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In the powerful new doc "Whose Streets?," first-time filmmakers Sabaah Folayan and Damon Davis demand we shed our mental baggage and assume the fears and risks of being a working-class African American trying to survive. We're in racially polarized suburban St. Louis, MO, 80% black but politically controlled by the white minority and a police force equipped with tanks and other Pentagon-supplied counter-insurgency weapons.
The time is 2014, the place Ferguson, MO, six-and-a-half square miles of public housing units and fast-food outlets. On the afternoon of Aug. 9, 2014, Darren Wilson, a 28-year-old Ferguson police officer responding to reports of an armed robbery at a QuickStop convenience store, shot and killed Michael Brown, an 18-year-old recent high school graduate accompanied by his friend Dorian Johnson. These facts are crucial to understanding the drama that unfolds in "Whose Streets?," but they are not the subject of this incendiary film, a video-diary-like record of how a few representatives of Ferguson's African American community banded together to demand accountability from the police army.
"Whose Streets?" does not observe the rules and decorum of network news reports. The views expressed come from folks who do not normally make the cut for "film at 11." We see a protestor shouting, "This is not your daddy's civil rights movement," and a female activist wearing a "Who gives a fuck about voting?" T-shirt. The filmmakers stress that their story is raw and about the sense of powerlessness experienced by millions of working-class black Americans who do not see themselves as disciples of Dr. Martin Luther King's nonviolent Civil Rights Movement. After many days of street protests that followed the police shooting of Michael Brown, we hear a police SWAT team commander yelling at the protestors from the safety of a tank, "Return to your homes!," only to produce the agonized reply from a community resident, "We are home!"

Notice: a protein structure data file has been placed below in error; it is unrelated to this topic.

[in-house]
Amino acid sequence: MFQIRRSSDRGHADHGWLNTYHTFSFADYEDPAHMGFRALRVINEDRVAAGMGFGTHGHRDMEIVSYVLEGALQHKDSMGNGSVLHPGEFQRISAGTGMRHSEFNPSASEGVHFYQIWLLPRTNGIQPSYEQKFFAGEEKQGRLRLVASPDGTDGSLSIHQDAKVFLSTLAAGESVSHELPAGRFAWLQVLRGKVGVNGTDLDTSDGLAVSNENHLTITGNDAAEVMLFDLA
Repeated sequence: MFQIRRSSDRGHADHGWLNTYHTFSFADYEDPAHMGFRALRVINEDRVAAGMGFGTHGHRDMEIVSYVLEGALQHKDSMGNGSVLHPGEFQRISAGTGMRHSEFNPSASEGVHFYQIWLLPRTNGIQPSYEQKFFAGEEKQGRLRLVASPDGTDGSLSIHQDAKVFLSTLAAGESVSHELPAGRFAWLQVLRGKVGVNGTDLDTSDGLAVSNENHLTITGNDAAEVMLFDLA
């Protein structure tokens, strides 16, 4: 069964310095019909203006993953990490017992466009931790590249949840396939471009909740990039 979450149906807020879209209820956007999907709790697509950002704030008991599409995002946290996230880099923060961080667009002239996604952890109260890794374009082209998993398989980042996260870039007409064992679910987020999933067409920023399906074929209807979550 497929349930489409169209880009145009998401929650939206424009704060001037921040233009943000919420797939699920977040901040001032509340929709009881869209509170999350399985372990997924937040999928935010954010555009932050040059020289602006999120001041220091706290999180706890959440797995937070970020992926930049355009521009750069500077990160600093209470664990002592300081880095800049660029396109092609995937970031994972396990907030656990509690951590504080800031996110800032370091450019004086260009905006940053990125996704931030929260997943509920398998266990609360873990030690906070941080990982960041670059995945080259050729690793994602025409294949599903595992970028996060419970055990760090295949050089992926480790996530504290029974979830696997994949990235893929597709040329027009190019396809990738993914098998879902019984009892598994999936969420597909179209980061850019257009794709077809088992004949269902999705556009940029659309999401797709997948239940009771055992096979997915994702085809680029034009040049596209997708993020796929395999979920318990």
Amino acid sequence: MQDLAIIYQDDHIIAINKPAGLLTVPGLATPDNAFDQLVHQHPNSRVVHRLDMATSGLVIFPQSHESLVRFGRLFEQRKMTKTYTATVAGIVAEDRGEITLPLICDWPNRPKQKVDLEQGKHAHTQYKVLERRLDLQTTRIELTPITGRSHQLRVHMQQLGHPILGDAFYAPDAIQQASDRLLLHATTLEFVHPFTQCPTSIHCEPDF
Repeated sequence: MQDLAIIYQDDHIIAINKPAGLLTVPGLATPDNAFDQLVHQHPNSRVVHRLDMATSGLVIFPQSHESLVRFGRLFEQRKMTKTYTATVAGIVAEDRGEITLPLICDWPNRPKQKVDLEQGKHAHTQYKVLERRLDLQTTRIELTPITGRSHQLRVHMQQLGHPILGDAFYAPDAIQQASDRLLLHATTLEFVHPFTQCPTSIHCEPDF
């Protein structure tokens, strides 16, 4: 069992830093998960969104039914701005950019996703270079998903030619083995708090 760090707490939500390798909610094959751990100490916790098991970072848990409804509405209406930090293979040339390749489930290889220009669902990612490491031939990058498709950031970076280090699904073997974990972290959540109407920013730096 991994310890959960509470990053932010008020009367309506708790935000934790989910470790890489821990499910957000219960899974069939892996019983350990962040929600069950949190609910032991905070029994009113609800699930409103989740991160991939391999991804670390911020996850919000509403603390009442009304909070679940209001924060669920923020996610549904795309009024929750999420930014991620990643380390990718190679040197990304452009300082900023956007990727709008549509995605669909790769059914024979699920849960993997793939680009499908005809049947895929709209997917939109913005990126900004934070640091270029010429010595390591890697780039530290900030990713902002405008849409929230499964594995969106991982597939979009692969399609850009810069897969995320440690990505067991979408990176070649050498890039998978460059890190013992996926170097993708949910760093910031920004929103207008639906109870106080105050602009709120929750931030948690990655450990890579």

"Whose Streets?" doesn't spend much time getting the official line from local authorities. Pointedly, Pres. Barack Obama is seen tacitly backing the actions of Ferguson's white police establishment. One wonders why our first elected black national leader didn't follow the example of Presidents Kennedy and Johnson and federalize the Missouri National Guard.
For LGBTQ audiences the heart of the film lies with the story of Brittany Farrell, a young nursing student who is both preparing her young daughter in how to think for herself and faced with putting her career and pending same-sex wedding on hold while she deals with the chaotic details of everyday activism.
The film's release coincides with the 50th anniversary of the Detroit riots. It will also resonate with San Francisco veterans of the White Night Riots following the exoneration of Dan White, the ex-cop assassin of openly gay Supervisor Harvey Milk and Mayor George Moscone. It's an example of the full-immersion style of filmmaking pioneered by doc veteran Frederick Wiseman, but goes well beyond Wiseman in that it's definitely dedicated to African American liberation. With its rough language and firm point of view, "Whose Streets?" will not likely air on public television. It demands to be experienced in theaters where audiences can chime in with their own views and cheers.
My only real quibbles concern the absence of a map to pinpoint Ferguson's place in the greater St. Louis metro area, and of a timeline to offset the chaos and sense of cinema vertigo that even the best nonstop verite filmmaking can produce.